“I would rather be a cat mom or a dog mom than marry and have kids.”
“I feel I am too independent to have a partner. How do I be helpless, so the person feels I need them when I date them?”
“What does love really look like? Me and my partner seem to be having very different love languages.”
Shared above is the paraphrased version of some of the statements and questions that I’ve listened to from my coaching clients. So, what does love really look like in a partnership? The fourth session of the Rāmāyaṇa Exploration*, where a lot of the conversations were around the partnership of Rāma and Sīta, brought back this question to my mind.
What is the Quality of The Partnerships That I Co-Create?
The group came together online to explore the Rāma – Sīta dynamic with a strong sense of curiosity and anticipation. It was interesting to watch the juxtaposition of the Daśaratha – Kaikéyi partnership where each was trying to snatch happiness from the other with that of Rāma – Sīta where each was trying to serve one another anchored in their dharma. This brought out rich evocations around the quality of partnership that we experience in our own lives. The members of the groups also shared about the price paid in relationship space when power play and control become the focus, and the lightness and love that is experienced when there is space for respect for differences and a dialogue.
Rāmās advice to Sīta on exercising caution while being around Bharata brought out questions around conformity and obedience in relationships. It brought out a reflective space to explore how we experience the need to control when we act out of fear for our loved ones. Some touched the judgements they hold in the close relationships where they experience this control. More importantly, it also enabled the group to acknowledge the fact of human frailties and the need to acknowledge it and act from a space of yukti (discernment) in specific life situations.
How Do I Hold Ideas of Perfection, Authenticity & Vulnerability In My Life?
Rāma’s vulnerability as a human came forth in his engagement with Sīta. There was space for the expression of his despondency, despair, and fears. This part of Rāma brought out a very interesting range of evocations from the group members. Many felt it comforting to see the human vulnerable side of Rāma. Lakshmana’s support to Rāma in fighting Viradha also brought to many in the group the importance of being open to seeking support and help from others when needed. For some in the group, this side of Rāma also brought questions of whether he is being authentic. This led us to reflect on how we hold our own frames of reference in life. When Rāma is calm in a challenging situation, we attribute ideas of perfection on to him. When we see him despondent and vulnerable, we question his authenticity.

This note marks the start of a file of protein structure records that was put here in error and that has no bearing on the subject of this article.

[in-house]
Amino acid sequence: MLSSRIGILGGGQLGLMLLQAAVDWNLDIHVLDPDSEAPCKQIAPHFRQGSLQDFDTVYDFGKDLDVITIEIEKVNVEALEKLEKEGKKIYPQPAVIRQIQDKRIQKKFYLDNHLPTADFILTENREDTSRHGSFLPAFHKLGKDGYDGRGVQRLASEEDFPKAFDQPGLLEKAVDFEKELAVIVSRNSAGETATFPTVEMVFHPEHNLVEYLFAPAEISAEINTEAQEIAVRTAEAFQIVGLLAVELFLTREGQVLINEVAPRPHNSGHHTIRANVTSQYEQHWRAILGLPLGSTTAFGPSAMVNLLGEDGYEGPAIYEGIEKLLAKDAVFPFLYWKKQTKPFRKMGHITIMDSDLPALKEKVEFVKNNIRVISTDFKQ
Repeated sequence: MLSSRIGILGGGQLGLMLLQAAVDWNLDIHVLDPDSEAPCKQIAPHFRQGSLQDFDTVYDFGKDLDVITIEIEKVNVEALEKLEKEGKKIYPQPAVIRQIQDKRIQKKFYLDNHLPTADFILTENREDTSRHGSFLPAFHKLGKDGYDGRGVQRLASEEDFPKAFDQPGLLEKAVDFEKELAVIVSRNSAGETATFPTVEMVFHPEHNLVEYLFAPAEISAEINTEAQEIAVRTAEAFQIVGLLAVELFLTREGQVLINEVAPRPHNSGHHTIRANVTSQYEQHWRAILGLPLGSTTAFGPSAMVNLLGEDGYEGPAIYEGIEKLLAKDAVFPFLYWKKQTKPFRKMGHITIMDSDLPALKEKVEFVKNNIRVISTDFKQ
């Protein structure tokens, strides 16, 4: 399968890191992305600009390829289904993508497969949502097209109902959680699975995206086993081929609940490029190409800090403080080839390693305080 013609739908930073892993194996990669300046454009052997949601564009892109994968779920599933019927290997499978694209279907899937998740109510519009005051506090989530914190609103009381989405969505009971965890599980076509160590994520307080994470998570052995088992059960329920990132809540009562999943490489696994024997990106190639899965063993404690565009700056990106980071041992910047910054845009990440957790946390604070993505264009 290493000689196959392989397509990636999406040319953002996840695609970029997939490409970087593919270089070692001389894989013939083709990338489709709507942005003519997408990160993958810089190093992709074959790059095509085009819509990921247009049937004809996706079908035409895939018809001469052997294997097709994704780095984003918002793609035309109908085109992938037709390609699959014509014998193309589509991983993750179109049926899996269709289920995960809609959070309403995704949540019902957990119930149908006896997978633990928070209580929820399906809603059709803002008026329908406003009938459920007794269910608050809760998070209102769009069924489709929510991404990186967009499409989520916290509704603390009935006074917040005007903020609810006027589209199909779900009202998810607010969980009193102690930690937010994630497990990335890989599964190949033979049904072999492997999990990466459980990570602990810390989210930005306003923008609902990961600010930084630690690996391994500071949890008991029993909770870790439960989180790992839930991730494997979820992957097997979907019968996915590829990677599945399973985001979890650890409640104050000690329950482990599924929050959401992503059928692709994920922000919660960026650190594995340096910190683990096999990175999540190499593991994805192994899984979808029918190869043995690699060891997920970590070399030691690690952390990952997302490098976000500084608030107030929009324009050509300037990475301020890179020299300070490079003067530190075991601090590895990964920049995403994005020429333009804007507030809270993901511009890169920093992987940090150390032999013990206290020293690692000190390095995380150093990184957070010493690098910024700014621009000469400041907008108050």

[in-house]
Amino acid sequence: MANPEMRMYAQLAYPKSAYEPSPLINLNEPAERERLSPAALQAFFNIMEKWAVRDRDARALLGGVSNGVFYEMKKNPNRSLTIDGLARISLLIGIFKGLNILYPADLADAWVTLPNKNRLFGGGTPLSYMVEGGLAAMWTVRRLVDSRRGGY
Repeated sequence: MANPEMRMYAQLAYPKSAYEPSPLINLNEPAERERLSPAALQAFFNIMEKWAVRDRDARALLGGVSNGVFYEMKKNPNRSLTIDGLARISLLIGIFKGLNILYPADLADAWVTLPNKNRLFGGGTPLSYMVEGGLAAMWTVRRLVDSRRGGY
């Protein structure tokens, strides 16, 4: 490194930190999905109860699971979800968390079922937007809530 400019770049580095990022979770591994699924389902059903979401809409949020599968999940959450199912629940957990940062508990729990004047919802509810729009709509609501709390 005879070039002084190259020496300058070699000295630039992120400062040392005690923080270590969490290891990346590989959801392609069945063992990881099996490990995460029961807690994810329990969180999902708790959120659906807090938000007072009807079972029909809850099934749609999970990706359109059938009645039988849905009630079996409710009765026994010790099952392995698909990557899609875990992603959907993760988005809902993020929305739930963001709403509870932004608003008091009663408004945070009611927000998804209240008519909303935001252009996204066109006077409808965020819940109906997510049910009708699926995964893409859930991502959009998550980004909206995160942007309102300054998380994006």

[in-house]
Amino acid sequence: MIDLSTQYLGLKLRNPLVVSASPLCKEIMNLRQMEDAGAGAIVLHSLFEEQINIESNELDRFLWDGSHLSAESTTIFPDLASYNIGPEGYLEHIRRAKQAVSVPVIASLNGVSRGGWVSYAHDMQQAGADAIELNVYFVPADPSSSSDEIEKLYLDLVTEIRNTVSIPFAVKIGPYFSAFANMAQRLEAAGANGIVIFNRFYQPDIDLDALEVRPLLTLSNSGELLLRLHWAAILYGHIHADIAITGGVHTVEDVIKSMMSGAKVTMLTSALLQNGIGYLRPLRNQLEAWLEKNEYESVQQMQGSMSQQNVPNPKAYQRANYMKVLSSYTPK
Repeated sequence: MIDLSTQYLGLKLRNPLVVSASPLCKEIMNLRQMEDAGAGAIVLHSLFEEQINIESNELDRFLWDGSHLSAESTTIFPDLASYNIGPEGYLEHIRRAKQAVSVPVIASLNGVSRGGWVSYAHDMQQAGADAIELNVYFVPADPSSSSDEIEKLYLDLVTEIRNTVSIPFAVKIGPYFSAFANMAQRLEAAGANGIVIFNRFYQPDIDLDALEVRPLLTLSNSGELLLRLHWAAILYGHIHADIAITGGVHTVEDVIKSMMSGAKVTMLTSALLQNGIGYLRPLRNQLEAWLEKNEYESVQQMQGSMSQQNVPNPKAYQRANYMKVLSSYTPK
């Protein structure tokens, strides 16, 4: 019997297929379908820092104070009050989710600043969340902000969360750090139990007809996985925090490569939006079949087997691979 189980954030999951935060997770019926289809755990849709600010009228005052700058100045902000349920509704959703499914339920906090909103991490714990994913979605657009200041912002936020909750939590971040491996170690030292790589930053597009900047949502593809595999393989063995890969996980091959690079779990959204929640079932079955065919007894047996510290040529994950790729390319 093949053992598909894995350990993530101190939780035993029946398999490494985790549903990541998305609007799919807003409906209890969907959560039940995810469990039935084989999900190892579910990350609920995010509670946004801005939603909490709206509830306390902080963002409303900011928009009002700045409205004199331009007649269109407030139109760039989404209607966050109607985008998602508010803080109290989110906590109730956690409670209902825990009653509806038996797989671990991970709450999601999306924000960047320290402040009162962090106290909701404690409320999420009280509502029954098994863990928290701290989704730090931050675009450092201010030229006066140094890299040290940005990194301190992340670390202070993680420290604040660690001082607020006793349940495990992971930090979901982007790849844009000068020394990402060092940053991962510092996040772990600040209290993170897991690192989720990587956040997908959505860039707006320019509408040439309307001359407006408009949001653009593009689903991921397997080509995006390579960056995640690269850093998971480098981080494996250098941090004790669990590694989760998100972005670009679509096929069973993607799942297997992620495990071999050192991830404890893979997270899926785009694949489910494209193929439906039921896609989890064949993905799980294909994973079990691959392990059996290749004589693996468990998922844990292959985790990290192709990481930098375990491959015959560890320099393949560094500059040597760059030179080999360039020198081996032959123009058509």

I was left feeling how I hold vulnerability and its expression in my own life. When certain role boundaries require me to behave in a certain way, what happens to my emotional space? When I find space for emotional expression, what critical voices come up in me?
How Do I Experience My Agency & Choice-Making Capability?
Being the first instance in Rāmāyaṇa where we get to listen to Sīta’s voice, her entry evoked a sense of awe and inspiration to many in the group. The clarity and assertiveness of Sīta’s articulation of what she wanted when Rāma requested her to stay back in Ayodhya, brought out rich evocations about the importance of having the agency to make one’s own life choices in the most intimate of relationships.
One of the participants also shared how, as a woman it was important, that Sīta had a voice, opinion, and agency in her choice of whether to leave for Dandakāranya forest or stay in the palace in Ayodhya. This was unlike in the Greek epic Odysseus (Ulysses) how it was taken for granted that Penelope stayed back at home for 20 years when Odysseus left Ithaca to fight in the Trojan war.
Rāma – Sīta dialogue around the decision to leave for the forest also stirred questions around whether the choices we make are really our own choices or those that we take upon ourselves in our specific role identities as a wife or son. Sītā’s insistence to be where Rāma is whether it be a luxurious palace or a dangerous forest also evoked what such an expression of love means in today’s times when geographical mobility has also created the added pressure of decisions around where to be physically an important consideration in relationships.
For me, this again brought back the question of what does love look like in such critical life situations? Do I view a loved one’s choice of not moving cities as an indictment and lack of love in the relationship? What assumptions do I hold for others in close relationships? What is its implication on the health of the relationship?
Artist Arun Raman’s visualisation of Viradha capturing Sita.
What is the Dandakāraṇya In My Life?
The scary and vivid descriptions of the Dandakāraṇya brought out many metaphors of what this forest means to each of us. For some, the forest represented the uncertainty that pervades life. Forest also represents a self-sustaining, interconnected, complex system which has its own ways of replenishment and nourishment.
For another participant, personal freedom was non-negotiable in life and the price paid for this freedom is loneliness which the Dandaka forest represented. For her, Rāma represented the soul and Sīta the heart. Loneliness is experienced when the connection with the heart is broken. And one does not experience loneliness when one knows to listen to one’s heart.
If these questions resonate with you, I would love to read what they evoked in you. Feel free to share in the comments or email me at email@example.com.
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